What I'm most skeptical of is the "$15 billion to states as bonus grants as a reward for meeting key performance measures." My guess is that very few states will qualify to get these grants unless there's some drastic change in thinking about what kinds of "performance measures" schools are supposed to achieve. That $15 billion in grants should be needs-based instead of tied to some kind of carrot on a stick.
OTH, I'm glad there's nothing in here about charter schools.

Save Our Schools! March & National Call to Action, July 28-31, 2011 in Washington, DC: http://www.saveourschoolsmarch...

Opps, correction: That $350 billion in state shortfall (0.00 / 0)
is TOTAL, not just education alone. Although you can be sure that education is a significant part of it.

Save Our Schools! March & National Call to Action, July 28-31, 2011 in Washington, DC: http://www.saveourschoolsmarch...

[ Parent ]
talk about "shovel ready" (4.00 / 2)
Not cutting spending is obvious the fastest way to spend money to boost the economy.  Making up these shortfalls seem to be a no-brainer to me.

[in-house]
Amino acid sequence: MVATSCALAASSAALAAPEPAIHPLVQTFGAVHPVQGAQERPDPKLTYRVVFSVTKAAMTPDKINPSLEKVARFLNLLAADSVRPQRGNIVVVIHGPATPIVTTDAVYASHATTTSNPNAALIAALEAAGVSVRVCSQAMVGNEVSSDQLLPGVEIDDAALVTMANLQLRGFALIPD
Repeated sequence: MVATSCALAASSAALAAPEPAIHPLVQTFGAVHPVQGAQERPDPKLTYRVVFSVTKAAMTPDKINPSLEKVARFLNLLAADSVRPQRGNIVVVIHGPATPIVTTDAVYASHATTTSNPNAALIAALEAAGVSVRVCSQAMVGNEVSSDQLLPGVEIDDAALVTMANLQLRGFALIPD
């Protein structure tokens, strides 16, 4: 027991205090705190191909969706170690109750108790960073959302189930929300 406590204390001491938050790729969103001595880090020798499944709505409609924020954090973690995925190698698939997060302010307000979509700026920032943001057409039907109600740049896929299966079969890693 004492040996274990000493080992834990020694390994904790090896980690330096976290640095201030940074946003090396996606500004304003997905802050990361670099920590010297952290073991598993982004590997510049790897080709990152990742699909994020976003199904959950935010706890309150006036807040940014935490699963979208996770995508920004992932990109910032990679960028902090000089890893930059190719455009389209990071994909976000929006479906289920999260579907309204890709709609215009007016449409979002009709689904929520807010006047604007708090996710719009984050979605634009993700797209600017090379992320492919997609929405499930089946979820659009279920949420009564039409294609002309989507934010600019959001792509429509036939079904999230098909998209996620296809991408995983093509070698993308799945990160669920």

[ Parent ]
Obama to Host Blue Dogs and GOPers Summit on Reigning in Entitlements (4.00 / 1)
um this doesnt sound stimulating-obama to host conf with blue dogs and repubs to reign in entitelment spending? heartburn pass the tums
http://voices.washingtonpost.c...

Mtg May be About Increasing Taxes for SS (0.00 / 0)
abc reports the meeting will be about a plan to increase payroll taxes 4pct for ss?
http://blogs.abcnews.com/theno...

[ Parent ]
my perception of obama and dems (4.00 / 1)
is they will only aim for the lowest amount since they are political cowards who won't fight for anything.
all of the profits of this spending will be privatized anyway.

Transit! (4.00 / 2)
"$10 billion for transit and rail to reduce traffic congestion and gas consumption."

That is a ridiculously small number.  It's also painful that it's only 25% of the transportation portion.

It doesn't seem like too much of this is actually going into spending that could create jobs?  Obviously helping people who are hurting because of the economy is important too but it doesn't seem like that's going to be helping us get out of this mess.